The Real Deal Miami

Up to 60 Coleman Park homebuyers to be granted foreclosure purchases at half price

By Vanessa Blum | December 18, 2009 02:18PM

The city of West Palm Beach launched a neighborhood revitalization program this week to allow as many as 60 qualified families to purchase foreclosed or abandoned homes for half price.

Federal funds were used to acquire and rebuild the properties in the city’s historic Coleman Park neighborhood — a once vibrant area blighted by poverty and crime. The goal is to encourage new homeowners to move into the downtrodden area and help transform it into a thriving mixed-income neighborhood.

Residences are expected to sell for $90,000 to $160,000. Purchasers must make a small down payment and can secure a mortgage for half the purchase price. The city foots the remainder of the bill — up to $80,000 — as a forgivable loan. Monthly mortgage payments under the program could be as low as $500.

West Palm Beach is among several Florida cities awarded grants under the Neighborhood Stabilization Program administered by the U.S. Department of Housing and Urban Development. The federal rescue plan aims to help cities convert a glut of foreclosed and abandoned home into occupied residences.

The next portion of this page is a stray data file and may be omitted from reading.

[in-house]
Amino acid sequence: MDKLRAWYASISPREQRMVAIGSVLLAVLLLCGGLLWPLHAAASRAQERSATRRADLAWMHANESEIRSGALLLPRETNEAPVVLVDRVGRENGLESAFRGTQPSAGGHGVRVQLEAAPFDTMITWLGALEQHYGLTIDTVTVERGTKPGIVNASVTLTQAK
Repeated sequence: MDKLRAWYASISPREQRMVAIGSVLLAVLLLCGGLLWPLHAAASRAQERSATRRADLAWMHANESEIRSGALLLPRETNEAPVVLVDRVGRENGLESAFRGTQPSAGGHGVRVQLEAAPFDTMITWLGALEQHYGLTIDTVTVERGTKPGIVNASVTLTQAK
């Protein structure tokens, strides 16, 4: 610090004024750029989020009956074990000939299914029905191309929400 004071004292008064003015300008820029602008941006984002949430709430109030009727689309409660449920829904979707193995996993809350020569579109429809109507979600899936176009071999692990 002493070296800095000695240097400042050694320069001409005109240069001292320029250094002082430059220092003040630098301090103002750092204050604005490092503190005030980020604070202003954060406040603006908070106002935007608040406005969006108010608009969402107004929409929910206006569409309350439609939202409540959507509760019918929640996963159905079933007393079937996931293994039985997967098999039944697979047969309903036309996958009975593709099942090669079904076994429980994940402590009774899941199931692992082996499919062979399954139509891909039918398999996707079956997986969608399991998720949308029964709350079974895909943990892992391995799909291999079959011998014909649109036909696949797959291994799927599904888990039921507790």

“It’s a win-win,” said Eric Sain of the Corcoran Group, past president of the Realtors’ Association of the Palm Beaches. “From a real estate standpoint, it will help a market that’s in recovery add sales to the books.”

Sain said the initiative could provide opportunities across the industry — from mortgage brokers to carpenters and painters.

“Those 50 properties are going to keep people working,” he said.

Prospective homebuyers looking to participate in the initiative must have an annual income near the area median — in West Palm Beach that is a maximum of $72,360 for a couple or $90,480 for a family of four. They must occupy the home as a primary residence and complete an 18-hour course on homebuying.

If the property is sold during the first five years, the initial purchaser is allowed to receive any increase in value. However, the funds invested by the city flow to the subsequent owner, who must meet the same qualifications. The government loan is forgiven after 20 years.